We've compiled a guide to some of the most popular presents for newborns and new mums, and for christenings and naming days.
Actress Jaime King is pregnant with her second child, giving 16-month-old James a sibling.
The Abbott government should extend funding to nannies, and direct childcare payments to low and middle income families, a landmark study on childcare has found.
As many as one in two newborn babies suffer from skin irritations in their first few weeks. So what are the most common rashes and irritations to look out for?
Wall decals are the answer to creating a beautiful nursery or children's space without lifting a paint brush, a spirit level or even a hammer.
Three-year-old Cain Trainor headed off home after his first day at a new preschool without telling anyone.
In spite of being in an almost constant state of motion while looking after the kids and trying to keep things together at home, it can seem as though parents have managed to get nothing on the to-do list done by the end of the day.
The middle name is no longer an afterthought, and parents' inspiration comes from many places.
A new IVF scheme offers couples the chance to fall pregnant and give birth - or get their money back. But there's more to it than you might think.
A baby born still inside the amniotic sac gave US doctors a rare glimpse at life inside the womb.
Three years ago Jason Hughes viciously attacked his ex-partner. Now she has to write to him three times a year.
A West Australian woman will fight allegations that she scammed expectant mums by selling them fake ultrasound pictures of babies.
Got bored kids? Quickly find the best activities for kids wherever you are in Australia with the Essential Kids app.
A Sydney mother who suffered brain damage when she was hit by a car while pushing her newborn baby in a pram has reached a confidential out-of-court settlement with the driver's insurance company.
A culturally sensitive midwifery service has gained the trust and respect of Aboriginal women.
Most mums-to-be plan to take things easy and perhaps have a little break from work as the birth of their baby draws near. Not Kate McCartney.
Announcing that you're expecting can be a time to express your creativity, sense of humour and imagination. Check out how other parents and parents-to-be have broken the news to friends and family.
Last week an un-retouched photo of model Cindy Crawford surfaced, showing the 48-year-old mother-of -two posing in underwear.
Thought your toddler could not love pancakes any more than they already do? How about if the breakfast treat came in the shape of every two-year-old's favourite cartoon character?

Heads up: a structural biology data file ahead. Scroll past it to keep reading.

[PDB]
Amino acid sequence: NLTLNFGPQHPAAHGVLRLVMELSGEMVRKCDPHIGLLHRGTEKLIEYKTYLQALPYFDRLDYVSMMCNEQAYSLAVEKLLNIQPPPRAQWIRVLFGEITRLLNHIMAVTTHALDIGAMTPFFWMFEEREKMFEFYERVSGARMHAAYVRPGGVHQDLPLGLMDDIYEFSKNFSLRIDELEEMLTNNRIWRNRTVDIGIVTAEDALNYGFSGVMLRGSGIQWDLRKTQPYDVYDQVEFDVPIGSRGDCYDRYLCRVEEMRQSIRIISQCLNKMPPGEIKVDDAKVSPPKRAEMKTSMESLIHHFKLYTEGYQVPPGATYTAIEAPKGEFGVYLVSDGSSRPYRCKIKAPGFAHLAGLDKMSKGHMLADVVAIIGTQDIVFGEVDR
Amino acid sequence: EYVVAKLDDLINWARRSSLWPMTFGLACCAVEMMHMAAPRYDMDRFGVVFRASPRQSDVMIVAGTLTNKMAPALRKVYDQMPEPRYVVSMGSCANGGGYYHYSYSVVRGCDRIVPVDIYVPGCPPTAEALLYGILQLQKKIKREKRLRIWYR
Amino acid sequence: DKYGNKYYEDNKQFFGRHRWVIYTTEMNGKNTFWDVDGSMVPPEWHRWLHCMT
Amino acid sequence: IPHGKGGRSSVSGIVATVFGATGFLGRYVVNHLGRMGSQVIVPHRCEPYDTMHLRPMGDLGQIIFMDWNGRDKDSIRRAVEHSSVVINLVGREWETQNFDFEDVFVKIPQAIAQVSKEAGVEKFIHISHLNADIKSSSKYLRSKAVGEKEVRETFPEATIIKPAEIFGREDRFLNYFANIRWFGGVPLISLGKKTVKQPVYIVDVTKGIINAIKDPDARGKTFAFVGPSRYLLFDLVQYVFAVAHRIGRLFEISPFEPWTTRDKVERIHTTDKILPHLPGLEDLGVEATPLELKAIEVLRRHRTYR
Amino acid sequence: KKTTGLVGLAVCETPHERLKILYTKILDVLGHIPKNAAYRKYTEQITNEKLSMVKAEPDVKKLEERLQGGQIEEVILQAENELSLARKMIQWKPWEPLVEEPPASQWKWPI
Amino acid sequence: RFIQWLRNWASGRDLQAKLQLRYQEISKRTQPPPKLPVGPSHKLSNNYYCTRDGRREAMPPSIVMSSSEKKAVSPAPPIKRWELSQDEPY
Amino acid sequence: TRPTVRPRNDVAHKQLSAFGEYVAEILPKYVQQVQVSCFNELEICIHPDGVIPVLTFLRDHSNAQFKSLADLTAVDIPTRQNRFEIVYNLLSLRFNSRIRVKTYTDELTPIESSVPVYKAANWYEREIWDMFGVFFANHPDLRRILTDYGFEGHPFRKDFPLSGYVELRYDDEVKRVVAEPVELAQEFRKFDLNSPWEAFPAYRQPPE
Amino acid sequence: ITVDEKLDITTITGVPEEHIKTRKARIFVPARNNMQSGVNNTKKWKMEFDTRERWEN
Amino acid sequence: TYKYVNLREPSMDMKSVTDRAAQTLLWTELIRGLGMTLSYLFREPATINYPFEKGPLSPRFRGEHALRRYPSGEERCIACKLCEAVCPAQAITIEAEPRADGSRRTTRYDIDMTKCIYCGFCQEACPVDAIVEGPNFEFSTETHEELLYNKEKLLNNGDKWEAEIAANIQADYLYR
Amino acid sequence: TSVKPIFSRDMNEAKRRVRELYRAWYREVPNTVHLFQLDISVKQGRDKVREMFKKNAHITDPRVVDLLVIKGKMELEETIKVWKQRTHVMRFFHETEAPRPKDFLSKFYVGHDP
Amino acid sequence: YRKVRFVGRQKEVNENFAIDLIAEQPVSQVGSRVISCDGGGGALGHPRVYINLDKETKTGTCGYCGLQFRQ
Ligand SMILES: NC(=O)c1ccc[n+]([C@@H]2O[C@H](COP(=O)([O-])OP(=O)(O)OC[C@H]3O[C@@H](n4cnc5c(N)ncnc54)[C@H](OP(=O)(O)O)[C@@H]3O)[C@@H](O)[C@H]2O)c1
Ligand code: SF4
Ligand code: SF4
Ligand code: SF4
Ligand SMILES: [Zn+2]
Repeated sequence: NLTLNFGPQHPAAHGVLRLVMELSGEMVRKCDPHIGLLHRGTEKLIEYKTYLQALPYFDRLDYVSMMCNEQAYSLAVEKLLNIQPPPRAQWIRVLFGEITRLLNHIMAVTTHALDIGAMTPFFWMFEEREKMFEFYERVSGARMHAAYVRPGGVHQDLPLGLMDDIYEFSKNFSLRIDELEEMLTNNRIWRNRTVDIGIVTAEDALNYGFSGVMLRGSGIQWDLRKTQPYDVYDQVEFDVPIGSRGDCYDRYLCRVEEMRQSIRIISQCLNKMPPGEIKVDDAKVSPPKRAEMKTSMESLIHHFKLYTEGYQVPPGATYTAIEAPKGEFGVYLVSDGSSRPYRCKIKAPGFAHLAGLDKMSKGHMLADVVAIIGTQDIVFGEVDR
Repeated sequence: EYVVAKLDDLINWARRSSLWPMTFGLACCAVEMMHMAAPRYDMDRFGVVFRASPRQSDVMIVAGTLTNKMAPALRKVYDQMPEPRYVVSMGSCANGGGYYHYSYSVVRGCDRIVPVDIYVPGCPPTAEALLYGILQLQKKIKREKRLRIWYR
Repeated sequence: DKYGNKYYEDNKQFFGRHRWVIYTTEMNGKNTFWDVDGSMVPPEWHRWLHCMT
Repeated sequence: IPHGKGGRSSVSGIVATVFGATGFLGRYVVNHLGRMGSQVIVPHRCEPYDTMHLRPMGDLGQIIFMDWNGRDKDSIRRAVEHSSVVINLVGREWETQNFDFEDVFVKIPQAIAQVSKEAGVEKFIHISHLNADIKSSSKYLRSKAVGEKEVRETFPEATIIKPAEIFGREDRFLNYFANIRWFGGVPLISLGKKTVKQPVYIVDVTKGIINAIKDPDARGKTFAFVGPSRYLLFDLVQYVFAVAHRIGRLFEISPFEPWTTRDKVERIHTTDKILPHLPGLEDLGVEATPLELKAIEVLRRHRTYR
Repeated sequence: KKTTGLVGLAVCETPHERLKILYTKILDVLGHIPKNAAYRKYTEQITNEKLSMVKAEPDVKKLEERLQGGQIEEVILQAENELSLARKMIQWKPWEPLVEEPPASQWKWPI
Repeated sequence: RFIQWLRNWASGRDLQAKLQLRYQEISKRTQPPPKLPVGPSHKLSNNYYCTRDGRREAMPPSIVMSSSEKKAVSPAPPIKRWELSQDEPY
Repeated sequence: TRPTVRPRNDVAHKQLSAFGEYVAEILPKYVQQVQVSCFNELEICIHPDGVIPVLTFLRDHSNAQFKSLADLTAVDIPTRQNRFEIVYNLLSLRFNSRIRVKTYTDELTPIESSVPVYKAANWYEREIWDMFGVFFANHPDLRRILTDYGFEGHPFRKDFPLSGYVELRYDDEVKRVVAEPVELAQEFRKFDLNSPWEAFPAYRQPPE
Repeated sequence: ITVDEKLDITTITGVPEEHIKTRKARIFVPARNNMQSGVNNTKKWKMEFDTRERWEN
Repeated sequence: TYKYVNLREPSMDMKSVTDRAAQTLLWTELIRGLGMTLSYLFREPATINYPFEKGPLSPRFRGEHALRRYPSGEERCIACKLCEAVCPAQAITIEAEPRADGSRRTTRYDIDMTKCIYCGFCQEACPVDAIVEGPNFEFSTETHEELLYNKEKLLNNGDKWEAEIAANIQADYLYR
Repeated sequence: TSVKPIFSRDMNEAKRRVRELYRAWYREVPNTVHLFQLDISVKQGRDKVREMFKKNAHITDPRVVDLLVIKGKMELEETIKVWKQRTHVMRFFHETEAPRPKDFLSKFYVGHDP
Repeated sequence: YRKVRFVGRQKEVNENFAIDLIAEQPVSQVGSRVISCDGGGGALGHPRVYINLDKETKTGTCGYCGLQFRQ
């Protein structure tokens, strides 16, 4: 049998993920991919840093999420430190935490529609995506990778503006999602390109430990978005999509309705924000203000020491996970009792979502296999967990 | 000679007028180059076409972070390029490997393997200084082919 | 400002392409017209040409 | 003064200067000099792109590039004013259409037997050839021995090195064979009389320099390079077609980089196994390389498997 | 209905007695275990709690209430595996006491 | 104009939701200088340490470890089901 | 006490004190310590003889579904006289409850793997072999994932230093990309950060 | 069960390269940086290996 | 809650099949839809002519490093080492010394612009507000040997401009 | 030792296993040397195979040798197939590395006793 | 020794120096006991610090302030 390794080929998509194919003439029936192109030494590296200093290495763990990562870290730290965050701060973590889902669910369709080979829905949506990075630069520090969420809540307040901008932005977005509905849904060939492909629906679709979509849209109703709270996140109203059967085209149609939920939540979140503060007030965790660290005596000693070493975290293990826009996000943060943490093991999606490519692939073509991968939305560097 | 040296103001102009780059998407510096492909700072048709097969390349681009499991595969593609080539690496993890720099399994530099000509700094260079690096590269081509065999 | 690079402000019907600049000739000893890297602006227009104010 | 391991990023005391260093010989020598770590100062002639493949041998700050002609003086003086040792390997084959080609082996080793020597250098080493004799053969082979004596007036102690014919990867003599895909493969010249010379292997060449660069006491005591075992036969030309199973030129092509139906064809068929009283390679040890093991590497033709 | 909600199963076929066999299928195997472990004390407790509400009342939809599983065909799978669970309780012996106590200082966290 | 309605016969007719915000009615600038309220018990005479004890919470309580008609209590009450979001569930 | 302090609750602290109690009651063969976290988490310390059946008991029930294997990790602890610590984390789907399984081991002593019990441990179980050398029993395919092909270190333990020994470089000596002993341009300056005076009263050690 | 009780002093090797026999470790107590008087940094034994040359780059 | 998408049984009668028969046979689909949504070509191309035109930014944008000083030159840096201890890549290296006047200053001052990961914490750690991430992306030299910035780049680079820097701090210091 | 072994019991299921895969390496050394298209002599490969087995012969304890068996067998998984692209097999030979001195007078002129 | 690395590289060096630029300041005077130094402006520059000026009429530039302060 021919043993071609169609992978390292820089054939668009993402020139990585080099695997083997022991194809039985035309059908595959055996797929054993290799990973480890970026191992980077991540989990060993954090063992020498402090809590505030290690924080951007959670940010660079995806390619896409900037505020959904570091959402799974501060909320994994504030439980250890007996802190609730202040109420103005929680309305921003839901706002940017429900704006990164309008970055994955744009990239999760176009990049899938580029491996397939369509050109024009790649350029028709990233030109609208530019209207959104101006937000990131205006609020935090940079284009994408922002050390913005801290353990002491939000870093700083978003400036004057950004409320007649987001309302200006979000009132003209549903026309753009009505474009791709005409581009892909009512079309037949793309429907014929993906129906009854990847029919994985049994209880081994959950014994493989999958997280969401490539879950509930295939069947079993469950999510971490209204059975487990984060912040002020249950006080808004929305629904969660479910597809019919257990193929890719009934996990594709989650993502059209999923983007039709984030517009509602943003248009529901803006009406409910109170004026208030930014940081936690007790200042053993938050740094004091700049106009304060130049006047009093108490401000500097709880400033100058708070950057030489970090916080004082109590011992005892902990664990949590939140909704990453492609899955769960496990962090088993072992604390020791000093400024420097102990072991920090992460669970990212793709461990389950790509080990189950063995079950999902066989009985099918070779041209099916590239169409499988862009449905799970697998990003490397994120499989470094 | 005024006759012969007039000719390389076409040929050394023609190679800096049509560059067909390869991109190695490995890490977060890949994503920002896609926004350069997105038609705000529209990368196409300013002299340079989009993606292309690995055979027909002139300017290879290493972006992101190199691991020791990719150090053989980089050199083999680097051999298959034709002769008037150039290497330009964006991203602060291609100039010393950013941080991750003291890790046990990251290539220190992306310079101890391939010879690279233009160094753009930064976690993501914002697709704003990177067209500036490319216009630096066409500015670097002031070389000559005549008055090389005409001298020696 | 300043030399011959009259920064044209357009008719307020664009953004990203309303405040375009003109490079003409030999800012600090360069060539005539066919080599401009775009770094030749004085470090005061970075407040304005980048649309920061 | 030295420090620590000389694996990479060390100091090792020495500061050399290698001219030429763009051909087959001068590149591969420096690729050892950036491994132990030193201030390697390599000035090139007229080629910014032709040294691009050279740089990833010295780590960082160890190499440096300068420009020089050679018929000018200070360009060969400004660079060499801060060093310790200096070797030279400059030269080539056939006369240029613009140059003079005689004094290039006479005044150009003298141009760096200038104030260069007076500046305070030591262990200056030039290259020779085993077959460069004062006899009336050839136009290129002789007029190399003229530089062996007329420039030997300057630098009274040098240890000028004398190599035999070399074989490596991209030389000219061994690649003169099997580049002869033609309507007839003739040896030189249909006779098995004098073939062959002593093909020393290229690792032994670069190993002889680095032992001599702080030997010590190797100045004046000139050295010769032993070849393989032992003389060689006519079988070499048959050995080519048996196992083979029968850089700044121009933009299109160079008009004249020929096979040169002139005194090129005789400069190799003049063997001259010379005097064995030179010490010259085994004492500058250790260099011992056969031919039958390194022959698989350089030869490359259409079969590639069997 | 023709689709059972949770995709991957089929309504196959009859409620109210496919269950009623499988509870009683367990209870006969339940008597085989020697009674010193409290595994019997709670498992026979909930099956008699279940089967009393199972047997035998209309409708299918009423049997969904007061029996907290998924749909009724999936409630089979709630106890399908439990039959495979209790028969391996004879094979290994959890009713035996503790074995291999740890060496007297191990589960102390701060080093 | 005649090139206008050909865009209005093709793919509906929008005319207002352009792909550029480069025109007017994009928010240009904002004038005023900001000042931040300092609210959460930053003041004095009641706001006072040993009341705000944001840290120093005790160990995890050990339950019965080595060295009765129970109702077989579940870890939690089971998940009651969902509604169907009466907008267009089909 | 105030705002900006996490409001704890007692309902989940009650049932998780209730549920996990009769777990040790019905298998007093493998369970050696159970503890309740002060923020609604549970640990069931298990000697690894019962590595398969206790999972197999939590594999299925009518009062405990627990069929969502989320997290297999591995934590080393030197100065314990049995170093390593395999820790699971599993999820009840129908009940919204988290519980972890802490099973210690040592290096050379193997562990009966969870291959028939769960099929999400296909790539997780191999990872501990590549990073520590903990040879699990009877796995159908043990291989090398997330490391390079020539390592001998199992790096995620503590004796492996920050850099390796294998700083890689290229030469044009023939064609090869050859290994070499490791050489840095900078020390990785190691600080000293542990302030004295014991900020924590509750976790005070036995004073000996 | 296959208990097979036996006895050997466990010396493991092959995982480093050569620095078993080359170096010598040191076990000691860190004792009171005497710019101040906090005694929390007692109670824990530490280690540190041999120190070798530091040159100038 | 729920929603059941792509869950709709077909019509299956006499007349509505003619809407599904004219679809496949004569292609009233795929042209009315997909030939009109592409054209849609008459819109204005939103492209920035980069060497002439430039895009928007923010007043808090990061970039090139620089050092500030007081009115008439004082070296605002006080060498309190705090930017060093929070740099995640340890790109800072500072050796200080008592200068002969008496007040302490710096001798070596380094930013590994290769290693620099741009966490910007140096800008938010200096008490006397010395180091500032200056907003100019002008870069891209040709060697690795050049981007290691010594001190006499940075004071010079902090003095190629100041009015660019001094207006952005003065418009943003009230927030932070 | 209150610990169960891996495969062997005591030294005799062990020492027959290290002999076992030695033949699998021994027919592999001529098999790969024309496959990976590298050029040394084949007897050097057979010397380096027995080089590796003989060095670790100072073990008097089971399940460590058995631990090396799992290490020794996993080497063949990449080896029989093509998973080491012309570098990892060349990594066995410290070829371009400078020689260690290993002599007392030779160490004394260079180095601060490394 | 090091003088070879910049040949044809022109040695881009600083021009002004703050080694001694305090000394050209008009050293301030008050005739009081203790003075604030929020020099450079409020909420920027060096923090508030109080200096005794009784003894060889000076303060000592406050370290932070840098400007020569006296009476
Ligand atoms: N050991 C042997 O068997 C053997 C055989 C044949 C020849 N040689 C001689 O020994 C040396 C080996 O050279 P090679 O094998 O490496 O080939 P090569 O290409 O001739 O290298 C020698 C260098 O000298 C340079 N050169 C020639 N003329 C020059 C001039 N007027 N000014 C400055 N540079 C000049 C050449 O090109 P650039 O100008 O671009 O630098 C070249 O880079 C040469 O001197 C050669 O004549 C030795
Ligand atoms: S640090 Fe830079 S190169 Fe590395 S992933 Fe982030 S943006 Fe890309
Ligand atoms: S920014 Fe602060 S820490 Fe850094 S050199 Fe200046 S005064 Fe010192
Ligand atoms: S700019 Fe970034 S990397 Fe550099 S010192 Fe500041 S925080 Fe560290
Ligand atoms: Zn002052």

I thought I was never going to be able to have a successful pregnancy. I decided that I wasn't going to form an emotional attachment with this baby.
February 18 marks the start of one of the most prolific annual baby competitions in Australia: the Bonds Baby Search. And this year is going to be more special than ever.
This is not something that people like to talk about, but Facebook has announced that it will grant users more control over what happens to their pages after they die.
Mother of four Marie Holmes was financially struggling after quitting her jobs at Walmart and McDonald's in order to care for her children.
A first-time mother whose daughter died hours after her frightening birth insists she was never told of the risks of being obese and pregnant.
She has labelled parents who do not vaccinate their children "misinformed imbeciles" - and for that, she makes no apologies.
Are you one of those that know the whole IKEA catalogue by heart? Love their stuff but want to personalise it? Here's some inspiration to help you realise the potential of IKEA furniture and fittings.
I never thought I’d say this, but for a brief moment last week, Kim Kardashian and I had something in common: both our kids had public tantrums.
Polycystic ovary syndrome (PCOS) is the most common female hormonal condition, affecting roughly one in 12 Australian women.
If doing it on your back is out, what's the best position for labour and birth?
With Valentine's Day coming up, Nat Gilbert could be forgiven for thinking her husband might be planning a surprise for her.
We usually only hear the success stories: tales of the two-year-old who’s talking, running and completely toilet trained. But other stories need to be told too.
Sarah Kiss has a word of advice for proud mums and dads who are keen to enter their babies in this year's Bonds Baby Search Competition - just have fun.
If your family needs to go to sleep school, go with them. You are part of that family and you are part of the solution.
A French court may have ruled out Nutella as a baby name, but that doesn't have to stop you from taking inspiration from the supermarket (or bottle shop). See what parents in the US have chosen for their delicious little ones.
Check out this range of products designed to help make your breastfeeding journey more enjoyable, manageable and convenient.
Win a KitchenAid Mixer
To celebrate, and to thank our amazing fans, we?re giving away a KitchenAid Artisan Tilt-Head Stand Mixer.